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23 12, 2014

Applied Metabolics

By | December 23rd, 2014|celebrity, Fitness, health|0 Comments

from Jerry Branium’s website

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Why the need for Applied Metabolics?

On the surface, it would appear that information about health, fitness, exercise science, and nutrition are ubiquitous.After all, you can read bodybuilding magazines, or look something up on the Internet with no more than a click of a mouse, or a finger on a touchscreen. But there is a notable problem with these sources. I’ve written for bodybuilding magazines for over 35 years, and have had over 5,000 articles published under my own name and various pen names over the years. While bodybuilding and fitness magazines have some great information, there is a limit to how much they can discuss. The reason for this is advertising constraints. Advertising, particularly from food supplement companies, is the life blood of magazines. They no longer can depend on newsstand sales or subscriptions to cover the ever escalating costs of producing a print magazine. For that, they need a much larger income supplied by having dozens of ads in the magazines. Indeed, the average bodybuilding magazine often contains up to 65 percent advertising. Because of this, editorial policy decrees that nothing that infuriates any advertiser or potential advertiser will be published. As such, readers will never get the entire truth about nutrition, supplements, and even exercise. Many web sites are also controlled by ads. Some “informational” web sites ensure that a subtle ad plug for products appears in every article. They don’t exist to teach and inform, but rather to sell. This is where Applied Metabolics Newsletter comes into play. There are no ads, no advertisers to pacify, only the pure, unvarnished truth. In addition, since I’ve been on the scene for 52 years, I can add my personal experiences in this area of nutrition, health, and exercise. As such, you will not only save money that might have otherwise been spent on worthless supplements, but you will also find ways to maximize your training progress.  While there are no true “secrets” relating to nutrition and exercise, there are a lot of tricks and short-cuts that are not well-known. I will discuss all of them in this newsletter, many of which I have not previously discussed. I will also discuss ways to keep healthy for life and avoid the catastrophic illnesses, such as cardiovascular disease, diabetes, and cancer that often cuts life short.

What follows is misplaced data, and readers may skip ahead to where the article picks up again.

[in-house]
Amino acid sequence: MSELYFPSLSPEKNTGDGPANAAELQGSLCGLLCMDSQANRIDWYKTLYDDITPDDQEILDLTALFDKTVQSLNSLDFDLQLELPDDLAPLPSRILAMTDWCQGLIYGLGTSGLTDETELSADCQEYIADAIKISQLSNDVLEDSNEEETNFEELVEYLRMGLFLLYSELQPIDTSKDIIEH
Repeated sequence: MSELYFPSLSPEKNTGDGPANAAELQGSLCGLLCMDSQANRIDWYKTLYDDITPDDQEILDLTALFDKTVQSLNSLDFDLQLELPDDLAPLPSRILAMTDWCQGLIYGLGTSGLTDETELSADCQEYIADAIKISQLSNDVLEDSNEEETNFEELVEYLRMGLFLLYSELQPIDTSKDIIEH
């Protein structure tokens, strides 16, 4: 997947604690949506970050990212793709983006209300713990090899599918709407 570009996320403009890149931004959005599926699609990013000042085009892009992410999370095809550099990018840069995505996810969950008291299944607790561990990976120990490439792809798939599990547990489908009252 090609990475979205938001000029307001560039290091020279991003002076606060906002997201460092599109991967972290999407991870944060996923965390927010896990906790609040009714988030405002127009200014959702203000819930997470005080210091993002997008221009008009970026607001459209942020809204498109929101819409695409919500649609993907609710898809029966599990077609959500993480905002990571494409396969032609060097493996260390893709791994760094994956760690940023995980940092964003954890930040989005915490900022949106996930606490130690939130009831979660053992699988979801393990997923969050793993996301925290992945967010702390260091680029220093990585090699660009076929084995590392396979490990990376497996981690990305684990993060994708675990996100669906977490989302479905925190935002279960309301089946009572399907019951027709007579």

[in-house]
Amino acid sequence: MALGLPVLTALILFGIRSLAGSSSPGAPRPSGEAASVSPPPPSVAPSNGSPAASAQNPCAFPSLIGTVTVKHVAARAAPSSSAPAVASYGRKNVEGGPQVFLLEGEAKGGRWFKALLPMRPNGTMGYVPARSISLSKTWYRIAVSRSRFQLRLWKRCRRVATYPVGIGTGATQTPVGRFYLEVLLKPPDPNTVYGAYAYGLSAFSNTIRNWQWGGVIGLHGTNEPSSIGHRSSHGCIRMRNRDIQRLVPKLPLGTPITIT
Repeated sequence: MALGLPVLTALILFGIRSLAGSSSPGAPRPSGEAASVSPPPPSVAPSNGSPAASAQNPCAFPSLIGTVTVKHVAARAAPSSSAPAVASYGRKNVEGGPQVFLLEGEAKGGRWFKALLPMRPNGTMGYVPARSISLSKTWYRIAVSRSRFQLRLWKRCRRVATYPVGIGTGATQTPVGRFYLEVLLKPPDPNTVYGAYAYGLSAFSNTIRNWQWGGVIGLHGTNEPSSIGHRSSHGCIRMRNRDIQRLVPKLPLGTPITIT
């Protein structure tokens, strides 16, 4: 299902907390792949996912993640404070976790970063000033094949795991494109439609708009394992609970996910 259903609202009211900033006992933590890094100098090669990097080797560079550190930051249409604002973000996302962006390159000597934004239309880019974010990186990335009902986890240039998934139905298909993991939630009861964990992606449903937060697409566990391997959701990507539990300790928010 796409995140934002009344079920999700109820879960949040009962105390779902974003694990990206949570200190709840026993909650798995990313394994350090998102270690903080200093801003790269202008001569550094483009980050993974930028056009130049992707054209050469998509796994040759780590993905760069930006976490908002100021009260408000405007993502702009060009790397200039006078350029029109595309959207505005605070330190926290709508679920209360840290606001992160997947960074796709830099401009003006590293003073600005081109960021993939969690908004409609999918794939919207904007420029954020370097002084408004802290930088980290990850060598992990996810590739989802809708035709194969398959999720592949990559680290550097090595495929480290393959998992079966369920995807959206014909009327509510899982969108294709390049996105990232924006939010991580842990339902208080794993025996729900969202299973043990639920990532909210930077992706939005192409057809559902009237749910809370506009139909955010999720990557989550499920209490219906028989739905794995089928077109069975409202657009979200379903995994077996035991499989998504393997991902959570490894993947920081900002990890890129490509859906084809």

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22 10, 2013

Is Katy Perry Causing Childhood Obesity?

By | October 22nd, 2013|celebrity, health, kids, obesity|0 Comments

http://www.openmarket.org/2013/10/22/is-katy-perry-causing-childhood-obesity/?utm_source=feedburner&utm_medium=email&utm_campaign=Feed%3A+Openmarketorg+(OpenMarket.org)

blog-katy-perryby Michelle Minton

No, of course not! However, a coalition of health advocates seems to be making that assertion when they sent her a letter this week asking that she relinquish her sponsorship of Pepsi because, they insist, its deviously effective marketing of soda to children is a cause of childhood obesity.

Never mind that childhood obesity rates are declining around the nation among all socioeconomic levels, the cause of obesity is not and never has been advertising. Additionally, the solution to any health problem our nation faces is not in the marketing of high-calorie foods. The real problem is that adults — specifically those with the responsibility of raising children — have abandoned their responsibility to instruct children about how to make healthy choices. The only way to inoculate a youngster from the relentless and ubiquitous marketing for less-than-healthful foods is to show them how to make overall healthy diet decisions.

On the other hand, quieting the marketing of a single high-calorie product will do absolutely nothing to address the problem of obesity in America. There are a million other options on store shelves; if a brainless zombie teen is at the mercy of commercials featuring pop stars, then they will simply be pushed toward a different ad and a different product with equally high sugar content.

At least, for its part, Pepsi as a company has been slowly making its products healthier and expanding its line of healthier alternatives. Other companies, like Kellogg’s, have used their profits and their celebrity sponsors to fuel campaigns that encourage youth sports. While it’s questionable how much these strategies will address obesity, they are certainly more effective than simply demonizing celebrities who endorse products.

Katy Perry, whose lyrics often promote a positive message of strength and self-confidence, is arguable a better role model for teens than many of the other performers out there. Obviously, she is free to decide which products and companies she wants to endorse. Of course, if and when Perry decides to end her sponsorship, Pepsi will certainly find another celebrity to take her place. Maybe Miley Cyrus would be interested in the job.